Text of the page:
• It is the author's responsibility to obtain written permission for all illustrations included in your paper, any quotations from unpublished material, or any quotations in excess of 250 words in one extract or 500 words in total from any work still in copyright. You must also have permission to publish all tables or poems from unpublished or copyrighted material.

  2. AV Form (PDF) All Authors must submit the AV Form, describing what AV is required for presentation of your paper at the Conference.
  3. In addition to these forms, each Paper must be accompanied by:

  4. Author's Biographical Note for each author, even if we have one from previous conferences.

    Each author's biography should be in a narrative (paragraph) form and not exceed 500 words. This is used on the conference website and CD-ROM, and (edited) in the Authors section of the Selected Papers.

    Submit each biography in a separate file, named for the author, with a -bio suffix, e.g. trant-bio.doc

  5. Author Photograph for each author. Each author should submit a photograph with the biographical note, to be used on the website and CD-ROM. Authors' photographs must be in a web-ready format (.jpg, .png, or .gif), fit within a rectangle 358 pixels wide x 189 pixels high, and be on a white or transparent background. Exact image dimensions are strongly preferred. Name your file for the depicted author: e.g. trant.jpg

Presentation Guidelines

Speakers are urged to consult the presentation guidelines when preparing for Museums and the Web.

15.        Originality

All papers must be original and available for publication in the online Proceedings on the conference Web site, the hard copy Selected Papers, and on the Proceedings CD-ROM.

16.        Publication Online

Archives & Museum Informatics will prepare an HTML version of each paper received by the deadline of January 31 and formatted according to these Guidelines for on-line publication as part of the Museums and the Web Proceedings.

17.        Selected Papers Published in Print

A selection of papers submitted according to the Guidelines and with illustrations suitable for print publications will be chosen for the Museums and the Web: Selected Papers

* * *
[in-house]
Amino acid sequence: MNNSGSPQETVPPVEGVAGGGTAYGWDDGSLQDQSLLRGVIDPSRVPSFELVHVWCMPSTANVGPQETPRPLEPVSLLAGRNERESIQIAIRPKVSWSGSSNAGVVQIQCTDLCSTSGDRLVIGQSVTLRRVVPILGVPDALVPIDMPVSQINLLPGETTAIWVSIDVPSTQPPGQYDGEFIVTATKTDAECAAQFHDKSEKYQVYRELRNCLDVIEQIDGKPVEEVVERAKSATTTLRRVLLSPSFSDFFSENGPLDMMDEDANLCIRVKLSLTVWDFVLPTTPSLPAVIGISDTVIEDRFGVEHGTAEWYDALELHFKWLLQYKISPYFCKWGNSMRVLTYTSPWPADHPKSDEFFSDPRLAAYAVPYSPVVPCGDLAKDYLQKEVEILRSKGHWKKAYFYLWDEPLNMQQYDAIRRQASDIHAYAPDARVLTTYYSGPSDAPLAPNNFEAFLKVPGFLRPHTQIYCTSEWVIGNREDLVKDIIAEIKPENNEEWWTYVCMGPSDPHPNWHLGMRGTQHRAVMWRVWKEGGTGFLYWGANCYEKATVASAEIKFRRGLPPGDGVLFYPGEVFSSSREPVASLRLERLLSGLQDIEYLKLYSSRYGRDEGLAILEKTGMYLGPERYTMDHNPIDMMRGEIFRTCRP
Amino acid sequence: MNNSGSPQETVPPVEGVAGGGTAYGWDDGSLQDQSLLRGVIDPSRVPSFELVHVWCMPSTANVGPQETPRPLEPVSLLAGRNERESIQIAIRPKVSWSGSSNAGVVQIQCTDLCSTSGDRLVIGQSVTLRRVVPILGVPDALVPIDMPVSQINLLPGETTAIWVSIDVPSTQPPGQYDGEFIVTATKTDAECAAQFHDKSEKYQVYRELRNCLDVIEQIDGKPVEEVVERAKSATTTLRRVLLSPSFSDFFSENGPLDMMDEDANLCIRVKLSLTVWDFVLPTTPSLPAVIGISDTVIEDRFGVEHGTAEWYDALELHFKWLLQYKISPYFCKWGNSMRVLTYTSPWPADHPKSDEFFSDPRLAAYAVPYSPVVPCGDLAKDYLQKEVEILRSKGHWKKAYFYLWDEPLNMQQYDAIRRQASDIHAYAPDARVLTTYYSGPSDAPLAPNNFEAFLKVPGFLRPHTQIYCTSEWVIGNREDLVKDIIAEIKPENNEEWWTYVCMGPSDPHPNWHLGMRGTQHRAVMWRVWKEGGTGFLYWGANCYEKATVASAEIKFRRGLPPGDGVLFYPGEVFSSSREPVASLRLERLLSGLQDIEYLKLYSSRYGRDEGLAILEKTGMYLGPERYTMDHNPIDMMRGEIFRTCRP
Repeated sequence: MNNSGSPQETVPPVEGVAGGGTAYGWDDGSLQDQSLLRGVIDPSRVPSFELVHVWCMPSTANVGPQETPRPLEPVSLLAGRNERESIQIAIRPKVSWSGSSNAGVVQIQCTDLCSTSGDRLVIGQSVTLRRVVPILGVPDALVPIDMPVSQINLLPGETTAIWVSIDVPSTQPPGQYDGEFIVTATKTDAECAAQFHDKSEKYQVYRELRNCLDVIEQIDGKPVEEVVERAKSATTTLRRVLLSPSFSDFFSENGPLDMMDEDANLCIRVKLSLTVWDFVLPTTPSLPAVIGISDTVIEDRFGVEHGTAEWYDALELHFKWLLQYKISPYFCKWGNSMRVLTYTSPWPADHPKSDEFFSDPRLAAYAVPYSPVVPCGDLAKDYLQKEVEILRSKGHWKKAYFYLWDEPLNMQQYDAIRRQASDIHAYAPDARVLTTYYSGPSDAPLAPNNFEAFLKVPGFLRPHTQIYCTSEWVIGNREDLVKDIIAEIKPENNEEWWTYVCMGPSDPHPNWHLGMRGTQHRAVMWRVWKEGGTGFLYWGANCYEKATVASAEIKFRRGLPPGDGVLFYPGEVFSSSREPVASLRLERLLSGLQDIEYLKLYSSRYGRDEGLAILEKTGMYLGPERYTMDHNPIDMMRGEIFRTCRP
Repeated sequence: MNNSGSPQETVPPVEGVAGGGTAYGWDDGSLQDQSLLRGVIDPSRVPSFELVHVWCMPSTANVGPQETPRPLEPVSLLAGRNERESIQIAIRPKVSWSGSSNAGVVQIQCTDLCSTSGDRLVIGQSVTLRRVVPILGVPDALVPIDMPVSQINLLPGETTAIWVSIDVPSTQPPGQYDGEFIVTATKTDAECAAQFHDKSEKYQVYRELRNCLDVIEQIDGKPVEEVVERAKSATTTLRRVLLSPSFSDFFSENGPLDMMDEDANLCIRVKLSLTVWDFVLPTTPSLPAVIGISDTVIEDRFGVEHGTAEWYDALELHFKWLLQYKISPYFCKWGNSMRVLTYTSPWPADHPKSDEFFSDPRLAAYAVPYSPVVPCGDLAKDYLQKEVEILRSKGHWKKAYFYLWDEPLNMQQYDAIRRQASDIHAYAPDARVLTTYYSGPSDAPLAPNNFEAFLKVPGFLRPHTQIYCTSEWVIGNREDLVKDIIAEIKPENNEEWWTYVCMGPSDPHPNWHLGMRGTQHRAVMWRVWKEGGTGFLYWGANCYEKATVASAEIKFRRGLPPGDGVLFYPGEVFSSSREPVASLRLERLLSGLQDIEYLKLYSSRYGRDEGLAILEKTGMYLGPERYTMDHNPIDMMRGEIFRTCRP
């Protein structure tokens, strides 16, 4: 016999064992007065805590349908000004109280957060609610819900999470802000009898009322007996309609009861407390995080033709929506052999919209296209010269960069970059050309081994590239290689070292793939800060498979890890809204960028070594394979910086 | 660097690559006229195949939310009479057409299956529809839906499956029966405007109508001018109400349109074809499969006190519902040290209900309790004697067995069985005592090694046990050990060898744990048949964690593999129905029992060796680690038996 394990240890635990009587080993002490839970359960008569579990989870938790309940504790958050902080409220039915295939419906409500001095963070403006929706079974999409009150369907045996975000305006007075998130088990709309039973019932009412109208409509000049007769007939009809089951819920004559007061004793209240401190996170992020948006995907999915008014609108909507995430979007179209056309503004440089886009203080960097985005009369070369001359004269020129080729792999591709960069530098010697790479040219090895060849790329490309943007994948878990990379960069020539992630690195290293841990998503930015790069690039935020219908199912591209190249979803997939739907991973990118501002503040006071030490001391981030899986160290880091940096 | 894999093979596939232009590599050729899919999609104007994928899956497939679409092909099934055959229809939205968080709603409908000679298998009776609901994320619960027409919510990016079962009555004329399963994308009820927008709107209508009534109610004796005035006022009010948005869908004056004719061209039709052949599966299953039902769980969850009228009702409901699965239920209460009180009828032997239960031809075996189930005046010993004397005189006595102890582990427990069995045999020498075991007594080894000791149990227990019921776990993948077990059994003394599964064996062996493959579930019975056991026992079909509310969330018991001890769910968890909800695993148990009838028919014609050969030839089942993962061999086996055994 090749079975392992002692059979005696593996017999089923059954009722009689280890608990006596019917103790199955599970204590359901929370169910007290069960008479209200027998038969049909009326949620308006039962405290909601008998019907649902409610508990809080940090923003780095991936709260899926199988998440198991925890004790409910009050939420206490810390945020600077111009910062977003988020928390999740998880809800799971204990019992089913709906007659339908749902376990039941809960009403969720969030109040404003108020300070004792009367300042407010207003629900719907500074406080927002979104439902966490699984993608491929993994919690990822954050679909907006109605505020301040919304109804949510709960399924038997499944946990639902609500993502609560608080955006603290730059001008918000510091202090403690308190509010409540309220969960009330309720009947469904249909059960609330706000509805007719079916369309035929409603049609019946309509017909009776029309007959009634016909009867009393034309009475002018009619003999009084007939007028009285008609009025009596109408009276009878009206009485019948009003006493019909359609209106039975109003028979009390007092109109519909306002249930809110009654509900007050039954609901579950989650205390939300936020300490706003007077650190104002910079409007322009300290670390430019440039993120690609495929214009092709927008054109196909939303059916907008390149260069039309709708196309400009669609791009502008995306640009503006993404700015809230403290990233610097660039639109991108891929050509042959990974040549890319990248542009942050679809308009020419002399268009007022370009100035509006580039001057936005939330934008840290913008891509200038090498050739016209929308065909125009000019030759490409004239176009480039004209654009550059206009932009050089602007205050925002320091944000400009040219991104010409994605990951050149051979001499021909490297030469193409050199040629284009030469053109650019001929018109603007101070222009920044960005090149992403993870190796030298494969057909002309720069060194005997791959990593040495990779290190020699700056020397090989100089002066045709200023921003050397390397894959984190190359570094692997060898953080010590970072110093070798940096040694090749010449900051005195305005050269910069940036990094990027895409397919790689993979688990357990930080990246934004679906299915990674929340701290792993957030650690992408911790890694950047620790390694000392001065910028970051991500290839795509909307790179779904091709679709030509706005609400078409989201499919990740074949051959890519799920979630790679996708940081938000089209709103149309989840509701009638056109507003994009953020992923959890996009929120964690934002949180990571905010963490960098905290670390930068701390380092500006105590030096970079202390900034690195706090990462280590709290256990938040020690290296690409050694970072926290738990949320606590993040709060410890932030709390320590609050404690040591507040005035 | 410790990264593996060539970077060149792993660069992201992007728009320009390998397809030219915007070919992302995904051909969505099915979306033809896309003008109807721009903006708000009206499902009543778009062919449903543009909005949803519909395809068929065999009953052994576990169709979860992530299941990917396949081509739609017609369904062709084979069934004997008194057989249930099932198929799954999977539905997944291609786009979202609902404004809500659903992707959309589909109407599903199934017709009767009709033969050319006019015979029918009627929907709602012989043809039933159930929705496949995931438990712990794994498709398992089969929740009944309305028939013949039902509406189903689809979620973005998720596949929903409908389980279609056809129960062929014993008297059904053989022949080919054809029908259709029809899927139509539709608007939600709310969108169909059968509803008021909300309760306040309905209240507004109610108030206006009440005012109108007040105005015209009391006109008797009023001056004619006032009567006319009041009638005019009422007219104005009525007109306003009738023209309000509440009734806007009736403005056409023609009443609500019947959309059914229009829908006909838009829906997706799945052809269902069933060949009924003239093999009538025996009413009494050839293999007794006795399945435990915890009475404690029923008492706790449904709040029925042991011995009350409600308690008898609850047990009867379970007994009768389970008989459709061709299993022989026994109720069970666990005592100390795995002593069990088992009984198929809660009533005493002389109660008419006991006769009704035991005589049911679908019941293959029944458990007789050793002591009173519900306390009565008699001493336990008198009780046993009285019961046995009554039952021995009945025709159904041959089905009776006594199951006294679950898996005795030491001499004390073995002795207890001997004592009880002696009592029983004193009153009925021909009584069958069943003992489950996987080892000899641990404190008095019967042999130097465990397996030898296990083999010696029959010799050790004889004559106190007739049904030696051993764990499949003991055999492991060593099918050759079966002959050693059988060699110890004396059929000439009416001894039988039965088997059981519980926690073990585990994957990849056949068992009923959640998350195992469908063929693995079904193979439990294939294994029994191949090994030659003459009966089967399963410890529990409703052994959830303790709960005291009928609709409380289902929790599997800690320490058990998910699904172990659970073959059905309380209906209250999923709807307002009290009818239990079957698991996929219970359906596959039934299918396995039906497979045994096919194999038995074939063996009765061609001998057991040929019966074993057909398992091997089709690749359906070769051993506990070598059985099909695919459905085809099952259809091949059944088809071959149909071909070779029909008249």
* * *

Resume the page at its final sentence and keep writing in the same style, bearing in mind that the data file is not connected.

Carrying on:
18.        Thank you

Thank you for for following these Guidelines. Your help ensures that we will have published proceedings available at Museums and the Web.

19.        Questions?

Contact the Conference Co-Chairs, Nancy Proctor and Rich Cherry

20.        To Apply These Styles to Your Ms Word Document

There are a number of ways to copy styles from a Template into a new document. If these instructions don’t work, see Microsoft Help on-line.


Open the file with your paper text in it.

Choose Format –> Style

Choose Organizer

Under the Right Hand pane, under ‘styles available in …’ Click ‘Close file’

Under the Right Hand pane, under ‘styles available in …’ Click ‘Open File’, and browse to where this template is located

Select all the styles in this template

Click on ‘Copy’ to copy these styles to your document

Click on ‘yes to all ’ to replace styles in your document with the same name

Click on ‘close’ to save the styles to your document.



Open the file with your paper text in it.

Choose Tools / Templates and Add-Ins

Under “Global Templates and Add-Ins . . .  Click Add

Browse to the location of this template . . .   Click Open

Check the box beside the name of this template

Click OK



Create a new file based on this Template. The styles should be present in your new file.



Open this file.

Choose File / Save as and save this file as a Word Document (.docx ) renamed with the name of your paper.

Select all the text in this renamed file and delete it.

Type your paper in the empty file, and format it using the available styles.